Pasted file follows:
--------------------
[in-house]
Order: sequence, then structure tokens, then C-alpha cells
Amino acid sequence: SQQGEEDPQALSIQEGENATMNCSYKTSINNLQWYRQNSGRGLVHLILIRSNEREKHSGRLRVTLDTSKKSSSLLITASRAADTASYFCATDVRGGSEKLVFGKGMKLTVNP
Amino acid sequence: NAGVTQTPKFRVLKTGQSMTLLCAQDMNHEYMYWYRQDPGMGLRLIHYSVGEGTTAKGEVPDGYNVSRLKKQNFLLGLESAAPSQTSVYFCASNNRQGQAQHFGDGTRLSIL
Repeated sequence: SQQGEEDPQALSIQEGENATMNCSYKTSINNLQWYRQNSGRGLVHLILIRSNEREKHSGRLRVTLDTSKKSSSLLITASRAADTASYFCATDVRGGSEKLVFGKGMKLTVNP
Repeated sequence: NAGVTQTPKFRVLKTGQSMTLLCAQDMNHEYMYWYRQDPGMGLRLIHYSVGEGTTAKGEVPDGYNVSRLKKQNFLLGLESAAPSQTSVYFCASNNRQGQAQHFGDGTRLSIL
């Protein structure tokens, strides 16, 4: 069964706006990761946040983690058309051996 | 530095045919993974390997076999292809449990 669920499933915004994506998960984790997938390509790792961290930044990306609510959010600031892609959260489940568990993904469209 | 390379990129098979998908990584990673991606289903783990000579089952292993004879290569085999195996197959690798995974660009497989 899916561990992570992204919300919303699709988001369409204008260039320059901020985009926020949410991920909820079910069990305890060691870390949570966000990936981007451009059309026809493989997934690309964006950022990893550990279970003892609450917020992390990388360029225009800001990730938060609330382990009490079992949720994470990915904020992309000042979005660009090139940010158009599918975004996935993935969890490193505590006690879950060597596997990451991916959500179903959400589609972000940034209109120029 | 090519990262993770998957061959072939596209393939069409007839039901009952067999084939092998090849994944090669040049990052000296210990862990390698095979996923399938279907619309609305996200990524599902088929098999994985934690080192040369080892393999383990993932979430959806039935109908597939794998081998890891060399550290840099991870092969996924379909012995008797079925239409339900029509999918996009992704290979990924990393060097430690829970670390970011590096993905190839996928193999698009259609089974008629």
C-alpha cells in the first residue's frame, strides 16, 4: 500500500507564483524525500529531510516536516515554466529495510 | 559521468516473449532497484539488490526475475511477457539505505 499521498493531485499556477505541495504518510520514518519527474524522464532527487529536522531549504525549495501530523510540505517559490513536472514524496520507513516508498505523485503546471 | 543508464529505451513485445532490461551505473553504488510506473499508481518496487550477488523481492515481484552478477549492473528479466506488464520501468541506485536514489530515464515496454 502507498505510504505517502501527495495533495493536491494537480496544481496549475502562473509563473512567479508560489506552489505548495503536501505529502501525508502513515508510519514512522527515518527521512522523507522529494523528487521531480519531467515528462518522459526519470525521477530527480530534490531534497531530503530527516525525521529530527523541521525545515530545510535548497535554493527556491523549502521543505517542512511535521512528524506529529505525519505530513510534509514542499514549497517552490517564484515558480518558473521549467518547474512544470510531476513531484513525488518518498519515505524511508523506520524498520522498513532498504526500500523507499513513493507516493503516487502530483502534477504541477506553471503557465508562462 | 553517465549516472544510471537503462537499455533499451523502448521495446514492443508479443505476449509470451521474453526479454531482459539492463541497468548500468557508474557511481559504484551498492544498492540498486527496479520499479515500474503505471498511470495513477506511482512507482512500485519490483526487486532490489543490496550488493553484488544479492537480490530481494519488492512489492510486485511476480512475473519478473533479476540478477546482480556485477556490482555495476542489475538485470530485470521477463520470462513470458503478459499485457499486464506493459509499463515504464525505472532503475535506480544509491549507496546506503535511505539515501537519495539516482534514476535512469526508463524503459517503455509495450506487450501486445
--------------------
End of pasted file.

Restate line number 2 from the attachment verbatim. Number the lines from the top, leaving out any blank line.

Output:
Order: sequence, then structure tokens, then C-alpha cells